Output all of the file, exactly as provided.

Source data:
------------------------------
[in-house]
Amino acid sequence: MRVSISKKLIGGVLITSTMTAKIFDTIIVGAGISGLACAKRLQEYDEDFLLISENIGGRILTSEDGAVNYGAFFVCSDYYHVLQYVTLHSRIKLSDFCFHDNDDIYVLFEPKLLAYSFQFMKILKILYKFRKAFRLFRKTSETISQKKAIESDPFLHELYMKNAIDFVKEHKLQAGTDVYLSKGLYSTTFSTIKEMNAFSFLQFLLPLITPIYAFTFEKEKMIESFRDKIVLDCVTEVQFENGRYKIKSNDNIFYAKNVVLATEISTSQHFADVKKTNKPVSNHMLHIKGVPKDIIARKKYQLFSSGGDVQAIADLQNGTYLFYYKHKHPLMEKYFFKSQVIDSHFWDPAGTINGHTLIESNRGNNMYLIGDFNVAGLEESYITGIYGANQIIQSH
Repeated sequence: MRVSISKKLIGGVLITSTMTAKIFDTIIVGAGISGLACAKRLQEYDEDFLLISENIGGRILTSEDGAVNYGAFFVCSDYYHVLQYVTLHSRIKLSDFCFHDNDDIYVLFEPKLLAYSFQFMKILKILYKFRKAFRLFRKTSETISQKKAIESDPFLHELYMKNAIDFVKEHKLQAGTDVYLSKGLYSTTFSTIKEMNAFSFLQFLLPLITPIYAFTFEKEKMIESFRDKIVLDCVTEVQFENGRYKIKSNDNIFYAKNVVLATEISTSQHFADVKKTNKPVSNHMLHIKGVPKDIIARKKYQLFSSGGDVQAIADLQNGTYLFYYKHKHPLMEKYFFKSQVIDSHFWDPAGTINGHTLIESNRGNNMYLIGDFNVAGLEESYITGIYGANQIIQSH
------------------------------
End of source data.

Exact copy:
[in-house]
Amino acid sequence: MRVSISKKLIGGVLITSTMTAKIFDTIIVGAGISGLACAKRLQEYDEDFLLISENIGGRILTSEDGAVNYGAFFVCSDYYHVLQYVTLHSRIKLSDFCFHDNDDIYVLFEPKLLAYSFQFMKILKILYKFRKAFRLFRKTSETISQKKAIESDPFLHELYMKNAIDFVKEHKLQAGTDVYLSKGLYSTTFSTIKEMNAFSFLQFLLPLITPIYAFTFEKEKMIESFRDKIVLDCVTEVQFENGRYKIKSNDNIFYAKNVVLATEISTSQHFADVKKTNKPVSNHMLHIKGVPKDIIARKKYQLFSSGGDVQAIADLQNGTYLFYYKHKHPLMEKYFFKSQVIDSHFWDPAGTINGHTLIESNRGNNMYLIGDFNVAGLEESYITGIYGANQIIQSH
Repeated sequence: MRVSISKKLIGGVLITSTMTAKIFDTIIVGAGISGLACAKRLQEYDEDFLLISENIGGRILTSEDGAVNYGAFFVCSDYYHVLQYVTLHSRIKLSDFCFHDNDDIYVLFEPKLLAYSFQFMKILKILYKFRKAFRLFRKTSETISQKKAIESDPFLHELYMKNAIDFVKEHKLQAGTDVYLSKGLYSTTFSTIKEMNAFSFLQFLLPLITPIYAFTFEKEKMIESFRDKIVLDCVTEVQFENGRYKIKSNDNIFYAKNVVLATEISTSQHFADVKKTNKPVSNHMLHIKGVPKDIIARKKYQLFSSGGDVQAIADLQNGTYLFYYKHKHPLMEKYFFKSQVIDSHFWDPAGTINGHTLIESNRGNNMYLIGDFNVAGLEESYITGIYGANQIIQSH